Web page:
More recently: More than half of India’s around US$10 billion in yearly imports of things like PCs and tablets are Chinese-made. On Thursday, the country announced a new licensing requirement for imports of electronics like laptops, tablets and PCs.

The development: Then, on Friday, it said it would defer this new requirement by three months, giving companies more of a transition period. It announced the new regulation wouldn’t go into effect until November 1, after industry calls to delay the requirement for three to six months. Once the rule does go into effect, though, it could have big impacts on companies like Apple and Samsung and lead to them boosting local manufacturing. Click the link here for more on this new rule.

To end, we'll look into:

Hong Kong’s craft beer scene

Hong Kong’s craft beer scene is something else. According to Chris Wong, founder and head brewer of local HK brewery Heroes, “It’s definitely one of the quickest-growing scenes or cities in Asia. ... One thing that really kind of stands out among other markets is the customers in Hong Kong really love to try new things, so people are really open-minded here.”

Craft beer is different because it’s made by smaller, independent breweries rather than by bigger brands. These smaller breweries (often called microbreweries) are all about the art of brewing, often using traditional techniques. Craft breweries produce smaller batches of their products, which are often more unique in flavor than most big brands. They use different ingredients in varying amounts. Bigger brewers also make beer that’s usually less expensive. Craft beer also tends to be darker and stronger, so not everyone has a taste for it. But Hong Kong seems to be acquiring that taste! Click the link here for more on what's brewing in the city.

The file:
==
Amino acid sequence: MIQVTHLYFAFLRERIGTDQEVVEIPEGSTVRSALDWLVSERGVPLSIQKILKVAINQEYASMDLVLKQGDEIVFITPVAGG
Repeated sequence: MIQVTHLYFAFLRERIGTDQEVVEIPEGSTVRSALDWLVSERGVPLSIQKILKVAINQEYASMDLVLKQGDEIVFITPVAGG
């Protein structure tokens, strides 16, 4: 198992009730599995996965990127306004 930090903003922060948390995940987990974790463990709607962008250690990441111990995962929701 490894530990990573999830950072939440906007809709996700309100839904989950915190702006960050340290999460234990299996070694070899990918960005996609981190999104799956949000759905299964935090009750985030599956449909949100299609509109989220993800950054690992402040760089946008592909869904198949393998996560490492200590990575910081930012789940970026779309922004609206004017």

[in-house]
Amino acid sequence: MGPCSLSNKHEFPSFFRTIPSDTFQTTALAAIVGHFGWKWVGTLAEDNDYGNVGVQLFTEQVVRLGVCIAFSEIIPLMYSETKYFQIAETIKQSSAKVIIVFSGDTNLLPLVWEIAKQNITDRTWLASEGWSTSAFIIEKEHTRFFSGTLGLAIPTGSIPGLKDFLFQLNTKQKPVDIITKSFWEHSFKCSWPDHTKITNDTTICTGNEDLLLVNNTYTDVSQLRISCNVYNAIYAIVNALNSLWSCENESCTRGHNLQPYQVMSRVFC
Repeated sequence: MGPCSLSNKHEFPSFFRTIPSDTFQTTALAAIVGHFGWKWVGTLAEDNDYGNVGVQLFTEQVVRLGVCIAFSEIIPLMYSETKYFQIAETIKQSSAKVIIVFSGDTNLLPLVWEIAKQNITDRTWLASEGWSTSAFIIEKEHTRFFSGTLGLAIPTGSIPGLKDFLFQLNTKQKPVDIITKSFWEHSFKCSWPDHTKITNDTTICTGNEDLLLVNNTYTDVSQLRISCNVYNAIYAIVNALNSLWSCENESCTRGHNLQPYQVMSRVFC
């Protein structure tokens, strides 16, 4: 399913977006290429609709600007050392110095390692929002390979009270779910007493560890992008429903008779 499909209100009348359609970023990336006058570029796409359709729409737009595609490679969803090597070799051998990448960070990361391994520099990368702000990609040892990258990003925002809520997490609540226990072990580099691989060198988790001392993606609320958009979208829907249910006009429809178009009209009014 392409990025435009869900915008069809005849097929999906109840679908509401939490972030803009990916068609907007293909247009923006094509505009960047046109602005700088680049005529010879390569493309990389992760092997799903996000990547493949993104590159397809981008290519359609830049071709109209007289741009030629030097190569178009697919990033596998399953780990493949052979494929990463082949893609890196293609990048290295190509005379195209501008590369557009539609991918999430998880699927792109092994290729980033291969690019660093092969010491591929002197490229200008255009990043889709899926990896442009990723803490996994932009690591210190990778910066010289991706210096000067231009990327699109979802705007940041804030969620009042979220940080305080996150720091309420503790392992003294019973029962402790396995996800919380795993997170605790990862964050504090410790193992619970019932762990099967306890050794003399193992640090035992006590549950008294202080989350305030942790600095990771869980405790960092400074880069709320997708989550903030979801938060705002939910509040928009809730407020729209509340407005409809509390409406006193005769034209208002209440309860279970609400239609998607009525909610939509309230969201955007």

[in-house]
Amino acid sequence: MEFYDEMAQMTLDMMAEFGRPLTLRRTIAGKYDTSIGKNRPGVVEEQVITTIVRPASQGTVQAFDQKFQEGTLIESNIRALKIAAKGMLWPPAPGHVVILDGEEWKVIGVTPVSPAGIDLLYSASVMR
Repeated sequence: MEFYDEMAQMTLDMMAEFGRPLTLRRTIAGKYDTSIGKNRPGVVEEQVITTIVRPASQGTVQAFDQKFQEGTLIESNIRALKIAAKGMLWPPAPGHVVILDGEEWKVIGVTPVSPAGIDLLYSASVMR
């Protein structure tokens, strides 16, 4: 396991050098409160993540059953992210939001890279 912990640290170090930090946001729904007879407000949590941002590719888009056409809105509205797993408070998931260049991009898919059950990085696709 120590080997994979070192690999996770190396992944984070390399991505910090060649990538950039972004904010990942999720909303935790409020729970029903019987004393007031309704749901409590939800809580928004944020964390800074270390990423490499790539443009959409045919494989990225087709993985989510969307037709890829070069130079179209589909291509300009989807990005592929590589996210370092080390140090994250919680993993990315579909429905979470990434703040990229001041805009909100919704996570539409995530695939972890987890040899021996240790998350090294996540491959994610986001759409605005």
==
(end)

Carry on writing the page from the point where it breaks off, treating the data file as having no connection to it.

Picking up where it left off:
In other news ...

🚔Imran Khan arrested in Pakistan: Over the past year or so, the former PM of Pakistan, Imran Khan, has been dealing with corruption trials, facing almost 150 cases against him, which his lawyers argue are politically motivated and unfair. On Saturday, he was convicted by a court of selling gifts he was given by foreign heads of state worth hundreds of millions of rupees and sentenced to three years in jail. He was arrested at his home in Lahore soon after the decision was made, and he’s been disqualified from politics.

💣Multiwave attacks in Ukraine: Over the weekend, a wave of attacks in Ukraine killed four people and destroyed a blood transfusion center in the northeastern region. Ukraine is blaming Russia for the “guided bomb” hit on the facility, which President Zelenskiy has described as a “war crime.” It seems the attacks were retaliation for Ukrainian strikes against Russian naval tankers and a major Russian port.

🚄Passenger train derails in Pakistan: On Sunday, a passenger train in southern Pakistan derailed, killing at least 30 people and injuring more than 80. Rescue work to remove victims from the wreckage is ongoing.

🙏Niger junta appeals to Wagner: The military coup in Niger is entering its third week as the junta tries to hold onto its control there, even with international governments working to restore democracy. Other West African countries gave the junta two weeks to step down and put President Bazoum back in power, and the deadline is coming up. Reports are surfacing that the junta leader has appealed to the Wagner group to help it hold onto power.